South Africa

Patent prosecution in South Africa rarely favours the inventor, but recent reforms are aiming to change that, one little bit at a time

With the new Intellectual Property Consultative Framework for South Africa fresh off the approval press, reforms to the country’s IP policy appear to be firmly on the horizon.

The framework is expected to assist in the stimulation of South African innovation—the largest proposed reform being the incorporation of substantive examination in South Africa.

Substantive examination would slow the trend of patents being granted purely on administrative requirements being met, a practice that results in poor quality of patents, according to a paper by Doctors Without Borders, the Treatment Action Campaign, and Research and Information Systems for Developing Countries.

Further, the framework is an attempt to provide discussion points for proposals of reforms to IP law in South Africa.

These proposals are stimulatory aspirants that intend to draw commentary from experts in the field of IP in an attempt to create a series of reforms that work for South Africa.

With that in mind, several patent attorneys have weighed in on the proposed changes to South African policy.

Free and non-discriminatory

Tertia Beharie and David Gilson of Spoor & Fisher suggest that the IP Consultative Framework aims to “facilitate what will be a continuous engagement with governmental partners and society at large towards the reformation of South Africa’s IP policy”.

“The most fundamental objective is that South Africa should consider implementing substantive patent examination and make allowance for pre- and post-grant opposition of patents.”

“Currently, South Africa has a deposit-based system with no opposition procedure.”

As part of the considerations for adopting substantive examination, several models are being evaluated, including the introduction of online patent searches and substantive examination that combines partial recognition of search and examination reports conducted in foreign offices, with full examination in certain fields.

The framework suggests that full examination will be conducted with respect to pharmaceutical technologies in view of the South Africa’s public health interest.

However, Beharie and Gilson say that they are not entirely certain that this distinction between fields would entirely comply with the Agreement on Trade-Related Aspects of Intellectual Property Rights (TRIPS).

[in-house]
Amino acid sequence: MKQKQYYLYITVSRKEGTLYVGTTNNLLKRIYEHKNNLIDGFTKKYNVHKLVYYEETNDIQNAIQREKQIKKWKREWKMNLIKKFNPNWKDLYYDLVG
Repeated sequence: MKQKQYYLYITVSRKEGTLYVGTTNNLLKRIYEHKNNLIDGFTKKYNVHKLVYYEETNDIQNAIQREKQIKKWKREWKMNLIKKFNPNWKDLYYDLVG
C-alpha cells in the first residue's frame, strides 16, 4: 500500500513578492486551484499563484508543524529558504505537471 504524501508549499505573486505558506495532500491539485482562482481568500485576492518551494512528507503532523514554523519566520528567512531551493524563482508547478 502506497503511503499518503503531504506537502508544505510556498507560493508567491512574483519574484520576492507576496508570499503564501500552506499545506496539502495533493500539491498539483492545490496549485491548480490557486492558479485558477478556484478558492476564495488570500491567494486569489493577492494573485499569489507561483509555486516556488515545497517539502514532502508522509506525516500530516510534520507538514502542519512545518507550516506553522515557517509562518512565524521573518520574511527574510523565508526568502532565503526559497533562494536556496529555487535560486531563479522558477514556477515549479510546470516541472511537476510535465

They argue that policy should be “free of discrimination from technology fields”.

Moreover they are “not certain that it will have the effect of promoting innovation”.

“It seems to us that substantive examination will be costly to implement and maintain ... it will also take much longer for patents to be granted, which will undoubtedly increase patenting costs, that may stifle local innovation.”

“Currently, a patent is granted within one year and an applicant does not have to incur the costs of substantive examination, which can take up to five years or longer if there are delays.”

“A patent can only be enforced once it is granted. Therefore, it will be more difficult for all patentees to obtain enforceable patent rights.”

A progenitor of change

According to Nicky Garnett of Adams and Adams, the majority of African countries do not conduct substantive examination, with capacity issues putting substantive examination on hold.

It may take several years before the South African Patent Office is able to effectively examine applications in all technical fields, Garnett explains.

Wilhelm Prozesky of Adams and Adams says this is due to a constraint in resources from the Department of Trade and Innovation (DTI).

While Beharie and Gilson may see preferential treatment of specific technical fields as stifling innovation, Doctors Without Borders believes that a focus on medicines can both make them more widespread and available, and create a steady income for the state.